BMAA selectively injures motor neurons via AMPA/kainate receptor activation

Shyam Rao, Sandra Anne Banack, Paul Alan Cox, John H. Weiss

Research output: Contribution to journalArticlepeer-review

178 Scopus citations


The toxin beta-methylamino-l-alanine (BMAA) has been proposed to contribute to amyotrophic lateral sclerosis-Parkinsonism Dementia Complex of Guam (ALS/PDC) based on its ability to induce a similar disease phenotype in primates and its presence in cycad seeds, which constituted a dietary item in afflicted populations. Concerns about the apparent low potency of this toxin in relation to estimated levels of human ingestion led to a slowing of BMAA research. However, recent reports identifying potential new routes of exposure compel a re-examination of the BMAA/cycad hypothesis. BMAA was found to induce selective motor neuron (MN) loss in dissociated mixed spinal cord cultures at concentrations (∼ 30 μM) significantly lower than those previously found to induce widespread neuronal degeneration. The glutamate receptor antagonist NBQX prevented BMAA-induced death, implicating excitotoxic activation of AMPA/kainate receptors. Using microfluorimetric techniques, we further found that BMAA induced preferential [Ca2+]i rises and selective reactive oxygen species (ROS) generation in MNs with minimal effect on other spinal neurons. Cycad seed extracts also triggered preferential AMPA/kainate-receptor-dependent MN injury, consistent with the idea that BMAA is a crucial toxic component in this plant. Present findings support the hypothesis that BMAA may contribute to the selective MN loss in ALS/PDC.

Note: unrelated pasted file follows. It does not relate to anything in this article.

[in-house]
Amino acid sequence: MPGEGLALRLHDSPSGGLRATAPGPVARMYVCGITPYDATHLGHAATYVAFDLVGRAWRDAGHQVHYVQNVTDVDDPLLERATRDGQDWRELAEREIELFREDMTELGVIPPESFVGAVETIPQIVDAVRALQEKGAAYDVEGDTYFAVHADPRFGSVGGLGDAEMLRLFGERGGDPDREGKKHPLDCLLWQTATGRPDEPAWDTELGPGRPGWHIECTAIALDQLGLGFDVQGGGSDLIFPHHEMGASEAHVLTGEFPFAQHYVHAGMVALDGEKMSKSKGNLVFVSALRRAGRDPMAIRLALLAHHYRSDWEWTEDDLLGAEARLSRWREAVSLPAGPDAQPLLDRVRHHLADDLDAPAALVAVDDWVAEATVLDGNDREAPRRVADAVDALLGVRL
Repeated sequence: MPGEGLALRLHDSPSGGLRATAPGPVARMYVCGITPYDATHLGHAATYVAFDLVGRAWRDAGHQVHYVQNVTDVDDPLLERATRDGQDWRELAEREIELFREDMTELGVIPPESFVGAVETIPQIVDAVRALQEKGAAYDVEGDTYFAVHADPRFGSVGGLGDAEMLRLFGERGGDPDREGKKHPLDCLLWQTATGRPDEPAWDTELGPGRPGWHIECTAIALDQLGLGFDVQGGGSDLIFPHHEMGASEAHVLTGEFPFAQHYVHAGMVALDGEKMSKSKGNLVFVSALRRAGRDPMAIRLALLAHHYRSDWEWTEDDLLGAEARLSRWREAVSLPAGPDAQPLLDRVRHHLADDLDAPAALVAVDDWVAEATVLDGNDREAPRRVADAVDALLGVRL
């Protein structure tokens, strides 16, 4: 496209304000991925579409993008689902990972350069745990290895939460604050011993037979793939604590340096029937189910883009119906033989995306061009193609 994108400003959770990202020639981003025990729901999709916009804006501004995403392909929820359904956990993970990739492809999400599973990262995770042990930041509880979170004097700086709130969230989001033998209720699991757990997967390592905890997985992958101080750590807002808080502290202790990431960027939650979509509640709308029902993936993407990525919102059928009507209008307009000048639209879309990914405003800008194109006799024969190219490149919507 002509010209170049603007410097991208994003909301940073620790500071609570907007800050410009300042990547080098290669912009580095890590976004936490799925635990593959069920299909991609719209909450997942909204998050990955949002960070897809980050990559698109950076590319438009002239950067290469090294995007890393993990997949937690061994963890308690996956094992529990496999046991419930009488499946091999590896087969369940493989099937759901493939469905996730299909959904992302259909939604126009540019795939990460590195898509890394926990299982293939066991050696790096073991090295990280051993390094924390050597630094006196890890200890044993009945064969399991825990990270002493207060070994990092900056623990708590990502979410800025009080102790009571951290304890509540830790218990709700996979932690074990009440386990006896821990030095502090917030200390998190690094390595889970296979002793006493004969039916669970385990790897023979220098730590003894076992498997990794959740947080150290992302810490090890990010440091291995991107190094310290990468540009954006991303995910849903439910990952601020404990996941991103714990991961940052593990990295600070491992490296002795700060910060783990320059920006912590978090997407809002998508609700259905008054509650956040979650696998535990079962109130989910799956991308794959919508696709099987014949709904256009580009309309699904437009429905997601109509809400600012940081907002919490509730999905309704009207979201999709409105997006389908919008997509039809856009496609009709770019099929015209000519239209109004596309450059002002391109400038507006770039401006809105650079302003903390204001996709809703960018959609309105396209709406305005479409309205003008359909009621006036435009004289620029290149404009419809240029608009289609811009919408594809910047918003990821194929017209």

Original languageEnglish (US)
Pages (from-to)244-252
Number of pages9
JournalExperimental Neurology
Issue number1
StatePublished - Sep 1 2006


  • ALS
  • AMPA
  • Amyotrophic lateral sclerosis
  • Ca
  • Cell culture
  • Cycad
  • Glutamate
  • Guam
  • Motor neuron
  • ROS

ASJC Scopus subject areas

  • Neurology
  • Developmental Neuroscience


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